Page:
Wednesday, September 5, 2018

Time and place in ASOIAF

This post comes out of a new series of writing I do on ASOIAF meta and other topics of popular culture over at the Patreon of the Boiled Leather Audio Hour. If you like to read stuff like this, chime in just 1$ and you get access to everything I write. If you throw in 2$, you even get access to mini-podcasts I'm doing with Sean T. Collins answering questions by listeners of the podcast. Give the Patreon a look! 

George R. R. Martin is a prolific and excellent writer. One of the biggest problems he has to wrestle with are the constraints of time and place. He famously labored for years over the "Meereenese Knot", the question which character would arrive in Meereen at which point on time, the conclusion of which determined the whole solution to "A Dance with Dragons". Given that that solution took the last third of the novel, that is quite a tall order. 
But before we dig deeper into these contraints, let's do a quick recap of the story structure of the whole "A Song of Ice and Fire". 
ASOIAF is told by various personal narrators, whose perpectives (point of view, POV) are bound by their various character flaws, grudges, knowledge limitations ands so forth and are therefore unreliable. The only way for us as readers to experience certain events is through their eyes, which means that if those characters aren't at a certain place at a certain time, we can't be either. 
The limitations of the POV structure also reveal only parts of other characters. We famously learned to know Jaime as a rather generic villain who grew into a much more complex antihero during "A Storm of Swords" and beyond, and the inner lifes of people like Stannis or Robb, Varys or Littlefinger are forever beyond us.  
This forces Martin to do one of two things. Either he introduces new POV characters (which he famously does in "A Feast for Crows" and "A Dance with Dragons") to show us these events, or he brings a character to that place. For example, during "A Clash of Kings", Catelyn moves from Robb's campaign on to Renly's, just in time to show us how Renly dies, only to move back again to witness the Battle of the Fords (and keep Davos as the sole POV of the Stannis side of things). These moves are deliberate, and Martin obscures a lot of what's happening simply by not having a POV present (Robb's Westerland campaign, for example) and tell the story through rumors, flashbacks and reports. 
The other major constraint is time. The POV structure does not lend itself well to time jumps. Where a auctorial narrator can easily do them ("Two weeks later..."), this would be very awkward in the personal viewpoint of POV chapters, to say the least. Therefore, time jumps within a POV chapter mostly occur when time loses its meaning relative for the character. For example, when Tyrion is caught in a storm on the "Stinky Steward" in "A Dance with Dragons", days and even weeks pass because the days lose their meaning to him. Those jumps are the exception, though. Most POV chapters are snap-shots of a certain, pivotal moment in time. Given that this is ASOIAF and not "The Expanse" (whose first novel, "Leviathan Wakes", copies the idea of POV characters but has a grand two of them), Martin has to choose very wisely whether or not to give a character the room at a certain moment. Events are almost exclusively told from one POV and at best recounted by another later. I can think of only one instance where the same event is seen from two different POVs; Sam I AFFC and Jon II ADWD both recount the conversation with Gilly and Jon sending Sam to Oldtown in real time.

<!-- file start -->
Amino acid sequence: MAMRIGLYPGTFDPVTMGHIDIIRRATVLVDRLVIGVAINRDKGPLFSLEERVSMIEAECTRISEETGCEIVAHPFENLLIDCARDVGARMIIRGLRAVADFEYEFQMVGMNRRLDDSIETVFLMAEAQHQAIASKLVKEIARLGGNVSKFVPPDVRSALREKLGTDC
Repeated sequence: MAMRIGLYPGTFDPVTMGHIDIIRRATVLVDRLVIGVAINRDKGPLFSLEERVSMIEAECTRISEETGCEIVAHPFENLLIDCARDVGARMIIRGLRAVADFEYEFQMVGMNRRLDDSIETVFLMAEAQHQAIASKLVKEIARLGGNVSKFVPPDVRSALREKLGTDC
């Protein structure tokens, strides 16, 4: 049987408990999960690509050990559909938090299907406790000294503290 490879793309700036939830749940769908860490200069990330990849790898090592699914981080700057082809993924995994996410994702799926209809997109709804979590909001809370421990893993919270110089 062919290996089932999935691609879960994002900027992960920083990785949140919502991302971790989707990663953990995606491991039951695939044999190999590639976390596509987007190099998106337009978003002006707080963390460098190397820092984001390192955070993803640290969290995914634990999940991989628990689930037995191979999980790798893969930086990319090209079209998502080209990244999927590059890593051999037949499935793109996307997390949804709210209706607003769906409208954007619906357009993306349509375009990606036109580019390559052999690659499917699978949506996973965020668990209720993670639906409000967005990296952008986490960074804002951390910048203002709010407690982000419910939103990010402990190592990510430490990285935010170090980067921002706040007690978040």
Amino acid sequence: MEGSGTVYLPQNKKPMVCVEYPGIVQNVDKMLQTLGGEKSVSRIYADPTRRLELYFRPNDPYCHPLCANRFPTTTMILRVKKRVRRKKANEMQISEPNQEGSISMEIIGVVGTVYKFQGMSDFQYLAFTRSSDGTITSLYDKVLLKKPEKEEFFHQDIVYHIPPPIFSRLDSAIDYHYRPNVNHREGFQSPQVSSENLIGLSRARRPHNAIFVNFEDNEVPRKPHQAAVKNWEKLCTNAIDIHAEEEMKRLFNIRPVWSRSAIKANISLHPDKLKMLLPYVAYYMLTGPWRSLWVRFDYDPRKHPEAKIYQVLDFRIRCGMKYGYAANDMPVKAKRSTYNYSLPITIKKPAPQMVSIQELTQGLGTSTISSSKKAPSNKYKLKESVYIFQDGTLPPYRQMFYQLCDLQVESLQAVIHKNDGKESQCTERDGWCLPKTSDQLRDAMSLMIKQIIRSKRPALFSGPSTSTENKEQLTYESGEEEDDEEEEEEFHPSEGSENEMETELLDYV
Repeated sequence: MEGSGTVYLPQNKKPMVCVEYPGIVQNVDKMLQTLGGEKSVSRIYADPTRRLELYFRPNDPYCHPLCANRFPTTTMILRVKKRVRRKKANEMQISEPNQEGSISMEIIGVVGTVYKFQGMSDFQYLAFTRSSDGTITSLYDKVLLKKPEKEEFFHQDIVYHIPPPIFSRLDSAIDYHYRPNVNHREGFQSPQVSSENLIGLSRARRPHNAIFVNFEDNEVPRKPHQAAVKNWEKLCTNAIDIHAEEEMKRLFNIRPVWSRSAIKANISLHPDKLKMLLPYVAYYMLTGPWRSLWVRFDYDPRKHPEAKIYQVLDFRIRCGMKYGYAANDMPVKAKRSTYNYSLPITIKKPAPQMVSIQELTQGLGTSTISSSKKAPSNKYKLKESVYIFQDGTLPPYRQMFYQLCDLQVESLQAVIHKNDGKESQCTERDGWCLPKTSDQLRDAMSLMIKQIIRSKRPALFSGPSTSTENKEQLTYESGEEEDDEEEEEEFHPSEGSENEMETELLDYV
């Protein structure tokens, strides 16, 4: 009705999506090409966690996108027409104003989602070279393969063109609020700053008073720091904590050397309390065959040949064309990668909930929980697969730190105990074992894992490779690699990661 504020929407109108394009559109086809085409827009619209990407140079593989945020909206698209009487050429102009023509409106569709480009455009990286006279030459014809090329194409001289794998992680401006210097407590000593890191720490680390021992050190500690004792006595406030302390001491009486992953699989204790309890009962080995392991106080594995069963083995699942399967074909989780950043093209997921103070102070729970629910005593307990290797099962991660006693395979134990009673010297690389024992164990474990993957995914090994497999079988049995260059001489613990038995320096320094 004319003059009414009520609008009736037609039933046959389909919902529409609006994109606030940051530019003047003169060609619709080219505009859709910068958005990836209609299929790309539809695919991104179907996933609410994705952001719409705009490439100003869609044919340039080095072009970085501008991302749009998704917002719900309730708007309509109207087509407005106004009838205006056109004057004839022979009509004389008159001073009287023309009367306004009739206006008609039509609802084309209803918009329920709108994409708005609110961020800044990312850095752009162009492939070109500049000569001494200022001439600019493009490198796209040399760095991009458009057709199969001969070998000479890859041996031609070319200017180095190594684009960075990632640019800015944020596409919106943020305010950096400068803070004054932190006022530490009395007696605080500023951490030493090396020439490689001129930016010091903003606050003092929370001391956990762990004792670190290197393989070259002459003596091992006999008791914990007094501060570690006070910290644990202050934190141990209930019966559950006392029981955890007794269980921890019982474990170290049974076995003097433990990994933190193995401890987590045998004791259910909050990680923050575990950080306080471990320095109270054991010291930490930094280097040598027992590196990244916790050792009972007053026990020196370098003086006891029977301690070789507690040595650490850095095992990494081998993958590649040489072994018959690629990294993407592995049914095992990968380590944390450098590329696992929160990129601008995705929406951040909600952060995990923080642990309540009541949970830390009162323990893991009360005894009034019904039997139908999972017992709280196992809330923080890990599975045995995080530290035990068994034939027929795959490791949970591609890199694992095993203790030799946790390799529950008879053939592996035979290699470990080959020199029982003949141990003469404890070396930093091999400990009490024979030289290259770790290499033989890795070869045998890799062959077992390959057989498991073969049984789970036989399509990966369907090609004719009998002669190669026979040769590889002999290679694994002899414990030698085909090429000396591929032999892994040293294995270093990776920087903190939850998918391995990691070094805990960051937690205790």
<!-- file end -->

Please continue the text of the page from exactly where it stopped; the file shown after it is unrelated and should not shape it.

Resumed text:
This is quite the challenge for Martin, and I'm writing about this primarily because I think the difficulty and the achievement of it are under-appreciated. While the ASOIAF books are certainly very thick and all, they're still very condensed given the sheer number of POV characters, plot and theme that's hidden in there. All three need to come together in every chapter, and there's no room for doubling down on the same beat, whether thematically or plot-wise. 
I think it's this difficulty that keeps the novels in development for so long. Structuring them like this must be a fiendieshly difficult task that requires constant editing and rewriting. And despite what the detractors say (they're wrong), AFFC and ADWD are far superior works to ACOK and ASOS, who are themselves superior to AGOT, which is...well, better than 99% of fantasy fare out there. Martin is a really exceptional writer, up there with other people writing art - you know, the stuff that's been read at Highschool and analyzed to death. I fear the sheer volume of the saga will prevent if from achieving that particular after-life, but on the other hand, Martin has produced genuinely popular AND great literature, which is something that doesn't happen often. This is one of the reasons why.

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